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    Home / Science projects / Make 3D Glasses Science Project
    • Make 3D Glasses Science Project

      Make 3D Glasses Science Project

      What You Need:

      What You Do:

      1. Download, print and cut out the glasses template.
      2. Trace the images onto the cardstock and cut it out.
      3. Carefully cut out the "lens" holes using the X-acto knife. (Get an adult's help.)
      4. Cut cellophane squares slightly larger than your lens holes. (Note: You may use a plastic baggie colored with red and blue marker instead.)
      5. Tape the red square over the left eye hole and the blue over the right.
      6. Tape the earpieces onto the eyepieces.
      7. Use your 3D glasses to view special 3d images, called anaglyphs!

      What Happened:

      Humans have binocular vision, meaning we have two eyes. Since our eyes are each positioned differently in our heads, each sees a slightly different perspective. But when used together and aided by our brains, we end up perceiving depth and notice even more details due to something called binocular summation. Using 3D glasses and specially designed images called anaglyphs, we can recreate a similar viewing effect.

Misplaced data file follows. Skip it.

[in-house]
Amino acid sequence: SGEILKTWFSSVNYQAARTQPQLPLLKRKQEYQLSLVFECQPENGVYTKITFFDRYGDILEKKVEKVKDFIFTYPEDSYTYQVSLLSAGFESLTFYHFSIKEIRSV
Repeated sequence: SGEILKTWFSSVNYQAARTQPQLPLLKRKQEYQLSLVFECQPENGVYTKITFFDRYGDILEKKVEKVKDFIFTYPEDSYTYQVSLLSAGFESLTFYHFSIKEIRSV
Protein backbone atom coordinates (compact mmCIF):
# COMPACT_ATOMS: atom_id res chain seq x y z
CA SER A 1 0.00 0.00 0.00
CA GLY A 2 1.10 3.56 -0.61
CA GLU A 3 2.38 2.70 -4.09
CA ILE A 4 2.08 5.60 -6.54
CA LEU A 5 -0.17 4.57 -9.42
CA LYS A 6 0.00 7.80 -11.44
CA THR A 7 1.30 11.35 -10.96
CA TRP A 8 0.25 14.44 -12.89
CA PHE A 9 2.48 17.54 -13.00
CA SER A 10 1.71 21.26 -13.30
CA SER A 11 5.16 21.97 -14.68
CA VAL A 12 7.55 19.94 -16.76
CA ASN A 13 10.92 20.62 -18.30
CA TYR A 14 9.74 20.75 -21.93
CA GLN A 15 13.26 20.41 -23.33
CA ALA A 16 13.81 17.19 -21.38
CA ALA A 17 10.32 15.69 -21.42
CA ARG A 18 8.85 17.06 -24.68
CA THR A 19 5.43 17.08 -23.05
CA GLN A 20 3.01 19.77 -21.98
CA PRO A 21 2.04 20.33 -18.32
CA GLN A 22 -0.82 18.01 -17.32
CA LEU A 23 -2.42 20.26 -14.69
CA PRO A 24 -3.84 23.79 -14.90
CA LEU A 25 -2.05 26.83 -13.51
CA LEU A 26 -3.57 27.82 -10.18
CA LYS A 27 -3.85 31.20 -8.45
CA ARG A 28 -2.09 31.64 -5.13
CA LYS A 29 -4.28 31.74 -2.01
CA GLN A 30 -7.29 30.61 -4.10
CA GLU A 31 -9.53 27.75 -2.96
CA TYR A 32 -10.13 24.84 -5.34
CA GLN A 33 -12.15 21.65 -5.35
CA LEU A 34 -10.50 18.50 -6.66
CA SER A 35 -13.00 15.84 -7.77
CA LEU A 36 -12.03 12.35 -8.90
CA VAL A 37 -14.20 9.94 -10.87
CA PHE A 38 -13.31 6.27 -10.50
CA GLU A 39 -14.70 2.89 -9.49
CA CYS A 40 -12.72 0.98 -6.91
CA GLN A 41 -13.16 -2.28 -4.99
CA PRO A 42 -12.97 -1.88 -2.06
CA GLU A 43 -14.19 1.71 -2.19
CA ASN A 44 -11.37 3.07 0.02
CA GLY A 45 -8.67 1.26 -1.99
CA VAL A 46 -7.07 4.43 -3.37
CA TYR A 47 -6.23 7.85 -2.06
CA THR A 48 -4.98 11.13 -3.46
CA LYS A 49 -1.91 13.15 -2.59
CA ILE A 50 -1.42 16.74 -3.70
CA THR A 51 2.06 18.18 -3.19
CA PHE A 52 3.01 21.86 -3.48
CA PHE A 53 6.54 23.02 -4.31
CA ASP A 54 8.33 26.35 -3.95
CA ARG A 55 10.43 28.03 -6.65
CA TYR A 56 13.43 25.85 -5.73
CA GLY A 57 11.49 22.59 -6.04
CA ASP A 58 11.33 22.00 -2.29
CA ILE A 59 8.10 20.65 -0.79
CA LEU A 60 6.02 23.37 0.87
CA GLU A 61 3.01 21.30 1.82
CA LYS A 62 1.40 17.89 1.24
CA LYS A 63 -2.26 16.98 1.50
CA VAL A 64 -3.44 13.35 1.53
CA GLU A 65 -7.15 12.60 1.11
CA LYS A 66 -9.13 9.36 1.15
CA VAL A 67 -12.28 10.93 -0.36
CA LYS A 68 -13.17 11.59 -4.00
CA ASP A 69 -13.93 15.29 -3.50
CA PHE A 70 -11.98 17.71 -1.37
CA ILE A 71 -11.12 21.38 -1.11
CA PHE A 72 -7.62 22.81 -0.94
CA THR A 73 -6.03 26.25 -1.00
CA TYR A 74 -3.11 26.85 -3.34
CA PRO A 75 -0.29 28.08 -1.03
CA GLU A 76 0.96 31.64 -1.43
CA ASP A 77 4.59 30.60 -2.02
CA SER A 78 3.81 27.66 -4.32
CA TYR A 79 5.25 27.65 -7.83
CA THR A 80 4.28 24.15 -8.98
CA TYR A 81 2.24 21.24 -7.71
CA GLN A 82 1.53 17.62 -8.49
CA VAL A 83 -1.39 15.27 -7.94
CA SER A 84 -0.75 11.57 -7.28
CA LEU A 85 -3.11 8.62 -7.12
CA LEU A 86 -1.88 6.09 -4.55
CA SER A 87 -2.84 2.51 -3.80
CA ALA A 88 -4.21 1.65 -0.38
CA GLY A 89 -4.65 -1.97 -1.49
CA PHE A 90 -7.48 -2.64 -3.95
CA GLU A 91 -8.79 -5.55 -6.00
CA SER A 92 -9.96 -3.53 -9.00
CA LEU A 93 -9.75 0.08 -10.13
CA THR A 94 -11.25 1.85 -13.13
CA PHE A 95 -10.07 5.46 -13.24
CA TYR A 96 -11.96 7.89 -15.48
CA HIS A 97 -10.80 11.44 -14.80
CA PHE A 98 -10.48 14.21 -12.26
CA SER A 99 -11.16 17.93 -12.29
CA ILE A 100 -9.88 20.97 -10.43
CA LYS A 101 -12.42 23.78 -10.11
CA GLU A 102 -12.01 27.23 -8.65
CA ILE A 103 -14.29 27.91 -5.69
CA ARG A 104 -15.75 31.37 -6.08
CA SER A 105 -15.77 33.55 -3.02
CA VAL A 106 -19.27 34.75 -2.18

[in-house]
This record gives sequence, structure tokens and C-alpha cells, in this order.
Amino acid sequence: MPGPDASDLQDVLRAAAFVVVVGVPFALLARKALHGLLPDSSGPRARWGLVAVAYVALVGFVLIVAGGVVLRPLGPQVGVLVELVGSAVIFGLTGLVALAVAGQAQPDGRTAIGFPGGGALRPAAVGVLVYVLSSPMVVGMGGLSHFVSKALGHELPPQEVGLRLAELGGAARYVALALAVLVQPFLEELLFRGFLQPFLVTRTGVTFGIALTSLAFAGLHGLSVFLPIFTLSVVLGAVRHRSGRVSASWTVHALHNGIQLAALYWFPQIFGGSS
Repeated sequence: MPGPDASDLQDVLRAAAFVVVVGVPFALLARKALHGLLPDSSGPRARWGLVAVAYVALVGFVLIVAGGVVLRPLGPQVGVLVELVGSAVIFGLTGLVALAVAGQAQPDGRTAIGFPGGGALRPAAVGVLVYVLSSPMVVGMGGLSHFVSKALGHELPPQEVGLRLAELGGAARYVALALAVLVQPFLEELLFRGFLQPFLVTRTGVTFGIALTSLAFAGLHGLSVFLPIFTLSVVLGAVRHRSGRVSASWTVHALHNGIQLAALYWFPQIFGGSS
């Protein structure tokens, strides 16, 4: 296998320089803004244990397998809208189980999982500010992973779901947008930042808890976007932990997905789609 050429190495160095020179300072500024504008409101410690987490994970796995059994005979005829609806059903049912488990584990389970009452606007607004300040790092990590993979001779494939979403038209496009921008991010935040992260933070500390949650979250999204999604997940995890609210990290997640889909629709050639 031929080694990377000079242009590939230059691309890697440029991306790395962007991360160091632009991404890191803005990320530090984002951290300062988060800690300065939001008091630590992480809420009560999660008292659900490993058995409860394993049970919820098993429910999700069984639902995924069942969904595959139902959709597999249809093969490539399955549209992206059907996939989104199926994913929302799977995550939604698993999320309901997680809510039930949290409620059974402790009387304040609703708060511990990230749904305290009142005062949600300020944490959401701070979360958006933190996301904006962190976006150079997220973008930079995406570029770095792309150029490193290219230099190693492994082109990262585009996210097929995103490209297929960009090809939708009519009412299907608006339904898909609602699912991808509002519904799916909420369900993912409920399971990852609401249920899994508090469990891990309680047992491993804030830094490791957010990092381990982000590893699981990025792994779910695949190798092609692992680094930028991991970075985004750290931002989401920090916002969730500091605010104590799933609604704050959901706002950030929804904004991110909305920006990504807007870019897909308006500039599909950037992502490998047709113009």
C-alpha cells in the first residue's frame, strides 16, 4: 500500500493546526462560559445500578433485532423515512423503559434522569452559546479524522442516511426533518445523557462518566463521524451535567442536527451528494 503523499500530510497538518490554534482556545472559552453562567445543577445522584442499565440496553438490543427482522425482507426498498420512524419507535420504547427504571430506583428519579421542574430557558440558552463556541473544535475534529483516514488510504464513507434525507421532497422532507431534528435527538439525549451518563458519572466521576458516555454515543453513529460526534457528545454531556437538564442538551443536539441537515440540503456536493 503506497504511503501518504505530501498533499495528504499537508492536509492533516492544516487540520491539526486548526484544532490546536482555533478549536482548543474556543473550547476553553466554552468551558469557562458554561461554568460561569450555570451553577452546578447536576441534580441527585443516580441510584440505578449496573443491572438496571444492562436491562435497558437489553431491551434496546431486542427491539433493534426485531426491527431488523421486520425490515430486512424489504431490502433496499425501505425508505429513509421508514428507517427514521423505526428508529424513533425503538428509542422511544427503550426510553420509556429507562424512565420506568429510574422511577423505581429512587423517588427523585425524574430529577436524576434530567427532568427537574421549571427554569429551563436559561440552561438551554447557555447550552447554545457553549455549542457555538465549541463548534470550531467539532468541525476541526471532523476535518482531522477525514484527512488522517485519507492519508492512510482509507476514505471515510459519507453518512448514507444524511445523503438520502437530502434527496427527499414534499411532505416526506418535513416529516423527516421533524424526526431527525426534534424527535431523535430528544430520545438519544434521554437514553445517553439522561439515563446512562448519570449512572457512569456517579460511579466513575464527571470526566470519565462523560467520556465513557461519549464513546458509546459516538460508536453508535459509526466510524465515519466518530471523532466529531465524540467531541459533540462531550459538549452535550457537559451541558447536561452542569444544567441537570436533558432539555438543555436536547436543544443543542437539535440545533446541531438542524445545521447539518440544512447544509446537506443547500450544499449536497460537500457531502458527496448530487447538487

Anaglyphs are pictures made by superimposing two images of the same object (taken from slightly different perspectives) in two complementary colors—usually red-blue. When viewed with spectrally opposed glasses, like the ones you just made, the anaglyph appears three-dimensional. In this case, the red filter over the left eye perceives the red in the image as white and the blue within the image as black. The right eye sees just the opposite, perceiving red as black and cyan as white. Through the 3d glasses, the graduations between red and cyan are viewed as graduations of bright to dark, lending the perception of depth. When viewed together, the brain fuses the images into one, three-dimensional view.


      Use Photoshop to make your own anaglyphs.

      **Use your new glasses to view the anaglyph above (larger version here), or check out the anaglyph galleries from Exploratorium and the University of Delaware.

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